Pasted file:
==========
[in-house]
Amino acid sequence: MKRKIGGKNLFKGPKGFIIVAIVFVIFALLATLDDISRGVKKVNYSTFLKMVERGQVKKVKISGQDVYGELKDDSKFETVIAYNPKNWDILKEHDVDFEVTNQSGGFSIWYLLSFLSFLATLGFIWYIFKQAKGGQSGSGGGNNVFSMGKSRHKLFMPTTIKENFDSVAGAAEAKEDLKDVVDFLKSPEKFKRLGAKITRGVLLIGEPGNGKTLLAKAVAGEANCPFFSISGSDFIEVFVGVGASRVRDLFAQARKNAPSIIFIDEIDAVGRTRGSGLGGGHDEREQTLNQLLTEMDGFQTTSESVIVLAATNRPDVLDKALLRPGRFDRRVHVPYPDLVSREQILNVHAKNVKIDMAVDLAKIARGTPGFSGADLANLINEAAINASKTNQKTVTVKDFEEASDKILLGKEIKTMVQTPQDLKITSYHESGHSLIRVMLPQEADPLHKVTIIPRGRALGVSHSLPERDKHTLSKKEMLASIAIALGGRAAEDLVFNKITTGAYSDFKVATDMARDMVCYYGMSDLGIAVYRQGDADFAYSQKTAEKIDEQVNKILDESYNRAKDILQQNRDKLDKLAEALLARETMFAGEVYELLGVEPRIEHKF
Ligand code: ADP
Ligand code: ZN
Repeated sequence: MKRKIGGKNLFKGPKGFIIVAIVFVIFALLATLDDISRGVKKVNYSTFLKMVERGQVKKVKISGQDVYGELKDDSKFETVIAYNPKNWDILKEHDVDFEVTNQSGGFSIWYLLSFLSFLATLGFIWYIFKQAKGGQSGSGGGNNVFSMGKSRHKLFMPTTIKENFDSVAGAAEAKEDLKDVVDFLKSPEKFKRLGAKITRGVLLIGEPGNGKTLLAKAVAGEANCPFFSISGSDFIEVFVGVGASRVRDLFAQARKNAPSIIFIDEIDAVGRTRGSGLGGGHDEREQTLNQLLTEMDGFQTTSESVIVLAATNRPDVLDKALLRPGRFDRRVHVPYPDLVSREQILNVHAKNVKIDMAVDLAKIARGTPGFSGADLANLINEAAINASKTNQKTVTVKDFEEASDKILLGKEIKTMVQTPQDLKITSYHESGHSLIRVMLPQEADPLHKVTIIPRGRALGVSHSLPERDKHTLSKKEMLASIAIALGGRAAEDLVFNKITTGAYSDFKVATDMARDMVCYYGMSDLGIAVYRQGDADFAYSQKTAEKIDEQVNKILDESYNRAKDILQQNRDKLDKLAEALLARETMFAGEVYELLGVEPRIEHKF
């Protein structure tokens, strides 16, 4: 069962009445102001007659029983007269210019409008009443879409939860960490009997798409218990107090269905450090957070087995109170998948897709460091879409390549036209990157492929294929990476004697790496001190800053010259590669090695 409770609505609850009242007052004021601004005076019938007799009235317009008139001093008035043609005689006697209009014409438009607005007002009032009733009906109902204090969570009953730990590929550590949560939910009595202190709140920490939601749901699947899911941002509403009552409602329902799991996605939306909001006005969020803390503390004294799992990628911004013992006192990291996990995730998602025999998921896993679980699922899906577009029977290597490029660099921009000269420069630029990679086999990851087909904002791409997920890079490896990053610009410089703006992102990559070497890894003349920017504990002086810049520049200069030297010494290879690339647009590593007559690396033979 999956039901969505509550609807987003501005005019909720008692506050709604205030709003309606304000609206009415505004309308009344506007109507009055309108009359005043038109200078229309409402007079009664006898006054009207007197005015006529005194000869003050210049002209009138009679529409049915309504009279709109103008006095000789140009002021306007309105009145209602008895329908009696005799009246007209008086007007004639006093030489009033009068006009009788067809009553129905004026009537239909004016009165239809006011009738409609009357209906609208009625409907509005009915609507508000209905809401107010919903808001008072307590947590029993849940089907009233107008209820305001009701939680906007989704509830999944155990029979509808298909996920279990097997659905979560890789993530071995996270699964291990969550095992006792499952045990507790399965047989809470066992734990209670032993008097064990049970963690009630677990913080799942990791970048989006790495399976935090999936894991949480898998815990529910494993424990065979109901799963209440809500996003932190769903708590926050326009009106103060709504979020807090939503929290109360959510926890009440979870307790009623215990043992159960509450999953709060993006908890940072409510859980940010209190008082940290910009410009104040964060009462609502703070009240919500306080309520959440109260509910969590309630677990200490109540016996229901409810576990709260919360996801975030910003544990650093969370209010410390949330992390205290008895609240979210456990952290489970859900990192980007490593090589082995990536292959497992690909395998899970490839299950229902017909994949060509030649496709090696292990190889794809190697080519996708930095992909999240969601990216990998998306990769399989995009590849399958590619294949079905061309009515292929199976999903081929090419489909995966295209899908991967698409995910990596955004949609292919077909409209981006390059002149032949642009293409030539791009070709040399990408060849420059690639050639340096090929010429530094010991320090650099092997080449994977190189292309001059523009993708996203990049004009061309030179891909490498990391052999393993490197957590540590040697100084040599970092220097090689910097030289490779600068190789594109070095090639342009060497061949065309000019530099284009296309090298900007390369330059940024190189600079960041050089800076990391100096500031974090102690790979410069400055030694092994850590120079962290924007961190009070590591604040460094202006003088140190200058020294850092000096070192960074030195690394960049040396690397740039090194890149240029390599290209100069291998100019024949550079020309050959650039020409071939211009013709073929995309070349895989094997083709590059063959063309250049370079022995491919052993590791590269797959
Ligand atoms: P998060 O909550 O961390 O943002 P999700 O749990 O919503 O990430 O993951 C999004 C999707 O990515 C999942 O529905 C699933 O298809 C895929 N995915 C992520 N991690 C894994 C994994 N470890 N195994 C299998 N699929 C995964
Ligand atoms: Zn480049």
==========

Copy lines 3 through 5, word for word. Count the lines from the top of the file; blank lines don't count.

Ligand code: ADP
Ligand code: ZN
Repeated sequence: MKRKIGGKNLFKGPKGFIIVAIVFVIFALLATLDDISRGVKKVNYSTFLKMVERGQVKKVKISGQDVYGELKDDSKFETVIAYNPKNWDILKEHDVDFEVTNQSGGFSIWYLLSFLSFLATLGFIWYIFKQAKGGQSGSGGGNNVFSMGKSRHKLFMPTTIKENFDSVAGAAEAKEDLKDVVDFLKSPEKFKRLGAKITRGVLLIGEPGNGKTLLAKAVAGEANCPFFSISGSDFIEVFVGVGASRVRDLFAQARKNAPSIIFIDEIDAVGRTRGSGLGGGHDEREQTLNQLLTEMDGFQTTSESVIVLAATNRPDVLDKALLRPGRFDRRVHVPYPDLVSREQILNVHAKNVKIDMAVDLAKIARGTPGFSGADLANLINEAAINASKTNQKTVTVKDFEEASDKILLGKEIKTMVQTPQDLKITSYHESGHSLIRVMLPQEADPLHKVTIIPRGRALGVSHSLPERDKHTLSKKEMLASIAIALGGRAAEDLVFNKITTGAYSDFKVATDMARDMVCYYGMSDLGIAVYRQGDADFAYSQKTAEKIDEQVNKILDESYNRAKDILQQNRDKLDKLAEALLARETMFAGEVYELLGVEPRIEHKF